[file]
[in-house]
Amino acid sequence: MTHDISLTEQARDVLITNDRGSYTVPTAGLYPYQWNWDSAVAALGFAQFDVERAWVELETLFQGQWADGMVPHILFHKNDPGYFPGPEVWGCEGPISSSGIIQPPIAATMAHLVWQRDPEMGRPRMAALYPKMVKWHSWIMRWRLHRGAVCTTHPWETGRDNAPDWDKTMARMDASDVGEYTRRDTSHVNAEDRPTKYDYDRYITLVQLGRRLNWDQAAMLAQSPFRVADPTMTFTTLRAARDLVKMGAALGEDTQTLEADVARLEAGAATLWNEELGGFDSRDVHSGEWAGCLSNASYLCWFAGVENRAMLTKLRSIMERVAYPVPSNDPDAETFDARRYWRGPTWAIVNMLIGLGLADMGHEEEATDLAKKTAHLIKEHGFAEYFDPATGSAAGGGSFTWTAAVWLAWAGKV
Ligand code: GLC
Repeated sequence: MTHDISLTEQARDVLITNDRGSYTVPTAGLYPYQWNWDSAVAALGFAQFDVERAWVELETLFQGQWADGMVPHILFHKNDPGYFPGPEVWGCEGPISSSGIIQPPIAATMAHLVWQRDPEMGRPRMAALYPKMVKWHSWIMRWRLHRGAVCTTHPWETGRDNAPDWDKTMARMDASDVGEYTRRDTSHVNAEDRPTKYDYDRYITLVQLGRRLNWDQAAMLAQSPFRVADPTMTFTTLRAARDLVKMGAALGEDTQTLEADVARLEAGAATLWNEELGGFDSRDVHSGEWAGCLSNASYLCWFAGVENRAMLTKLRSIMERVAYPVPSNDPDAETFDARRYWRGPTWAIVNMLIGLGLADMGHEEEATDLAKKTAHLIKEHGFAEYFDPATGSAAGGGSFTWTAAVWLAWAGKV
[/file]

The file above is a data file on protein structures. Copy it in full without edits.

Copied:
[in-house]
Amino acid sequence: MTHDISLTEQARDVLITNDRGSYTVPTAGLYPYQWNWDSAVAALGFAQFDVERAWVELETLFQGQWADGMVPHILFHKNDPGYFPGPEVWGCEGPISSSGIIQPPIAATMAHLVWQRDPEMGRPRMAALYPKMVKWHSWIMRWRLHRGAVCTTHPWETGRDNAPDWDKTMARMDASDVGEYTRRDTSHVNAEDRPTKYDYDRYITLVQLGRRLNWDQAAMLAQSPFRVADPTMTFTTLRAARDLVKMGAALGEDTQTLEADVARLEAGAATLWNEELGGFDSRDVHSGEWAGCLSNASYLCWFAGVENRAMLTKLRSIMERVAYPVPSNDPDAETFDARRYWRGPTWAIVNMLIGLGLADMGHEEEATDLAKKTAHLIKEHGFAEYFDPATGSAAGGGSFTWTAAVWLAWAGKV
Ligand code: GLC
Repeated sequence: MTHDISLTEQARDVLITNDRGSYTVPTAGLYPYQWNWDSAVAALGFAQFDVERAWVELETLFQGQWADGMVPHILFHKNDPGYFPGPEVWGCEGPISSSGIIQPPIAATMAHLVWQRDPEMGRPRMAALYPKMVKWHSWIMRWRLHRGAVCTTHPWETGRDNAPDWDKTMARMDASDVGEYTRRDTSHVNAEDRPTKYDYDRYITLVQLGRRLNWDQAAMLAQSPFRVADPTMTFTTLRAARDLVKMGAALGEDTQTLEADVARLEAGAATLWNEELGGFDSRDVHSGEWAGCLSNASYLCWFAGVENRAMLTKLRSIMERVAYPVPSNDPDAETFDARRYWRGPTWAIVNMLIGLGLADMGHEEEATDLAKKTAHLIKEHGFAEYFDPATGSAAGGGSFTWTAAVWLAWAGKV